This week's news and notices from congregations, the SA Presbytery and Synod, and the wider Uniting Church.
New RAH chapel causes consternation
By Catherine Hoffman
New Times Editor
Posted in News
Usually the announcement that a chapel will be included in a public building is one that causes members of the Uniting Church SA to rejoice. However, Health Minister Jack Snelling’s recent announcement that a chapel would be included in the new Royal Adelaide Hospital caused consternation for many Christian chaplains close to the project and reversed months of careful consultation.
The establishment of the new RAH site provided chaplains with an opportunity to purposefully consider what kind of religious space would best serve those in need at the hospital. An ecumenical team, in consultation with people from other faith traditions, designed an inclusive sacred space to fit with the ethos of contemporary chaplaincy. The plans also include a separate prayer room, which will feature facilities for washing to align with the practices of some faith traditions. These rooms form part of a new Spiritual Care Centre to be located at the heart of the new RAH building. Amongst those working on this space was Rev Judy Knowling, a Uniting Church chaplain and deacon who provides services to the RAH through Chaplaincy Services SA.
Australian Conservatives senator Cory Bernardi was one of the first to respond to the lack of the word ‘chapel’ in the designs for the new hospital. He expressed his outrage in interviews with the Australian and FIVEaa, labelling the prayer room a “mini mosque” and criticising the removal of the term ‘chapel’, “which has Christian connotations, and which has always been in hospitals”.
In the wake of these comments, Minister Snelling told the Australian:
“There’s a chapel at the new RAH. It’ll be called a chapel, as my office indicated to you yesterday. The hospital isn’t finished yet and not all signs are up but they will be when the hospital opens.”
He said that this name is not a result of Senator Bernardi’s complaints.
Members of Chaplaincy Services SA and the Uniting Church SA who have been working on the inclusive sacred space at the new RAH site were disappointed by this announcement.
Speaking to the Australian and New Times about the announcement, Uniting Church SA Moderator Rev Sue Ellis has expressed her belief that Senator Bernardi was unaware of the work that chaplains had put into carefully designing the new space according the practices of a contemporary hospital.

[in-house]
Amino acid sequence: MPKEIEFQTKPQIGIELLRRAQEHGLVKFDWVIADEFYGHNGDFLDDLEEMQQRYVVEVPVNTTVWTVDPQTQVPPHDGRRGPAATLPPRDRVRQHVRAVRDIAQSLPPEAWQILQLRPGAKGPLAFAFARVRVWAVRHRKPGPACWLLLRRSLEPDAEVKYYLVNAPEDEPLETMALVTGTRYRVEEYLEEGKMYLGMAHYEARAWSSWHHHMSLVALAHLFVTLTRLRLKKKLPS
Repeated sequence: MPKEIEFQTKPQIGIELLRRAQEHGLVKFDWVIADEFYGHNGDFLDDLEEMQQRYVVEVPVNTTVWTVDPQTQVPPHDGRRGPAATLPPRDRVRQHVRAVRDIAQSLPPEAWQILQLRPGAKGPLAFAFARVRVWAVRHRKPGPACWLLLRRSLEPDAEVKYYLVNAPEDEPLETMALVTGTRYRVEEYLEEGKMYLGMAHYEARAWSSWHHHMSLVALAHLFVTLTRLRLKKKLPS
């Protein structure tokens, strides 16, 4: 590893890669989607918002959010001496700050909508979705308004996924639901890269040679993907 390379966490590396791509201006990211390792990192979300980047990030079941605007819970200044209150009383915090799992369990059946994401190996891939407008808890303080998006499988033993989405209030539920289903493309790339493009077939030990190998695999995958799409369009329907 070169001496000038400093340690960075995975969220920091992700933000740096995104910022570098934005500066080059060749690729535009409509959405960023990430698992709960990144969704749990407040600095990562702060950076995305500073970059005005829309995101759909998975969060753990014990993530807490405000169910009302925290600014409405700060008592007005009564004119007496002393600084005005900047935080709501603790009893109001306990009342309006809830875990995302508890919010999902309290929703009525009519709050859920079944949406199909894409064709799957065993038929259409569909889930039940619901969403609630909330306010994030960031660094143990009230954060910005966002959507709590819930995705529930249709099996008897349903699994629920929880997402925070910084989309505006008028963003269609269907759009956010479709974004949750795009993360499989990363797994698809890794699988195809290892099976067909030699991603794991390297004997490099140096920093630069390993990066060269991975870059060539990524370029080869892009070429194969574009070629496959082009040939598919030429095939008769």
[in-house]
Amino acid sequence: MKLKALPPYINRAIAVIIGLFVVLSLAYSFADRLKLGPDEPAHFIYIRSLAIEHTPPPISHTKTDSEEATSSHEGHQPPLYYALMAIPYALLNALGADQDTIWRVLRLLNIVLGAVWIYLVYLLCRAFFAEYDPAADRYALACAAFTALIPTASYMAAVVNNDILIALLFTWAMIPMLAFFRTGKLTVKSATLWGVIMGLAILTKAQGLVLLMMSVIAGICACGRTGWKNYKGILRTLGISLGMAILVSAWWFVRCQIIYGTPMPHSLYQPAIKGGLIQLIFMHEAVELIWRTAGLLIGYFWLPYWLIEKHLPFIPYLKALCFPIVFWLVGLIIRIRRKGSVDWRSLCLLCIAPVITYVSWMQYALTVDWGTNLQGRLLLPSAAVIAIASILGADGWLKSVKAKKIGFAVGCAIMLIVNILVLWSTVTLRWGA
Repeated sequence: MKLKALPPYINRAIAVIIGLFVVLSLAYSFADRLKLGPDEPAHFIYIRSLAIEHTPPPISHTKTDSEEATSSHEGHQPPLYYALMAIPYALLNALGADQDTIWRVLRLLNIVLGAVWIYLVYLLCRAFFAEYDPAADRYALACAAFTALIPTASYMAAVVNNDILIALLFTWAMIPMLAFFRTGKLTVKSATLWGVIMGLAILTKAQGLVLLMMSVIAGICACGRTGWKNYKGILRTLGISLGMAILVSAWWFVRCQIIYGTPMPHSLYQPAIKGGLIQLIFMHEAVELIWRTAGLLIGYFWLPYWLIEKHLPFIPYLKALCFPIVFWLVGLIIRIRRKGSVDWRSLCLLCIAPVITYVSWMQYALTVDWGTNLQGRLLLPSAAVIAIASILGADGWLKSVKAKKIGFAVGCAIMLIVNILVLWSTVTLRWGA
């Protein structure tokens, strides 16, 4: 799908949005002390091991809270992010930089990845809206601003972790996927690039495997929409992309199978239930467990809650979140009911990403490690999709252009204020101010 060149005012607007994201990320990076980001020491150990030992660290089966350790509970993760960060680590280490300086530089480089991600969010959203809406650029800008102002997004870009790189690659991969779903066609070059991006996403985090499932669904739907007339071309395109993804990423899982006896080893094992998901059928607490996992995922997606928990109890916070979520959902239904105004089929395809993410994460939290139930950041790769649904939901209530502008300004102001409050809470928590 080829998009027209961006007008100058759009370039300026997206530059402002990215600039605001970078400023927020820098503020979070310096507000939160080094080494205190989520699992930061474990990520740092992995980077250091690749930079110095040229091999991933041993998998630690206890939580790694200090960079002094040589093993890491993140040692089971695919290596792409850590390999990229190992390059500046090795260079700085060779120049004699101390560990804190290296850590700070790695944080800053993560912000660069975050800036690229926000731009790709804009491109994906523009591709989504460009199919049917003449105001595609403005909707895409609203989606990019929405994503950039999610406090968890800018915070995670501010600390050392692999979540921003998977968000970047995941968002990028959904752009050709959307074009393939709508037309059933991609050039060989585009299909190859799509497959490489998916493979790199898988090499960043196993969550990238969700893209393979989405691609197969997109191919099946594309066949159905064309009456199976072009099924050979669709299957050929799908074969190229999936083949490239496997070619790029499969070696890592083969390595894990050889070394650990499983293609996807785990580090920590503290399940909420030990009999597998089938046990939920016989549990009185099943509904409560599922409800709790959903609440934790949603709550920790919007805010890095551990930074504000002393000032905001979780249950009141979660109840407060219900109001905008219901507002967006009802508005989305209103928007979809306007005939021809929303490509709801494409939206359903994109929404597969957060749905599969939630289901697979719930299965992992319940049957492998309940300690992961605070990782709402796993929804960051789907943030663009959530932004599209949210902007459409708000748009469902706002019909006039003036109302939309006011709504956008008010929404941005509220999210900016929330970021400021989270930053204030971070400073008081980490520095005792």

“I’m disappointed that the work of faithful chaplains has become politicised when people who are in the RAH need loving support,’’ she says.
“Our chaplains are guests in the space held by patients at any hospital. They believe the best way to minister the Gospel of hope and healing in the social hospital context is by focussing on the patient and their needs. They follow the example of Jesus, who noticed the need of the vulnerable and asked about them, before he offered healing.”
According to Sue, who has worked in hospital chaplaincy, the majority of pastoral care takes place by the bedside or in the halls of the hospital. In her experience, the chapel space is most often used by staff and visitors, rather than patients.
“The Christian church has a long history of supporting and establishing hospitals. They provide a space for us to show God’s mercy, grace and kindness to all people in need, including people from other – or no – spiritual traditions. In focussing on what helps give life and hope to the one in need, the church has always respected the rituals of other faiths,” Sue explains.
“The prayer space with washing facilities provided in the new RAH serves an essential purpose for people of Muslim faith. If practicing our faith required such elements they would be also be provided. This is because the focus is on the need of the patient, not on the institutional religion.”
Hospital chaplaincy is an important part of the Uniting Church’s work – something that was emphasised in a recent New Times article by Rev Leanne Jenski.
In the article, Leanne spoke about being a “God-person” for people who don’t have faith or a faith community. “It is a privilege to walk alongside people and offer a listening ear, especially if the patient is journeying towards dying,” she wrote.
Sue recalls Leanne’s statement and shares her own belief that prioritising the needs of the patient should be of utmost importance – something which she believes may help others be brought to faith.
“I heard a story of a hospital chaplain who journeyed alongside a person of no faith. This chaplain was instrumental in leading the person to Christ and finding them a local congregation in which to nurture their faith,” she shares. “That former patient is now a leader and lay preacher in the Uniting Church.”
Sue expects experiences like this to happen through chaplaincy at the RAH with continued priority given to the needs of each patient.
“The new RAH space was created by an ecumenical group of chaplains who have witnessed and heard what patients need. I encourage Uniting Church people to investigate how the Gospel is shared in chaplaincy and to have confidence in the vision of Chaplaincy Services SA personnel, of the sacred space and prayer room in the new RAH,” she says.
“Current debates that politicise a place of healing on religious grounds demonstrate a lack of understanding of how chaplains do their work, in bringing the love and grace of God that offers peace and hope in times of great pain and stress.”
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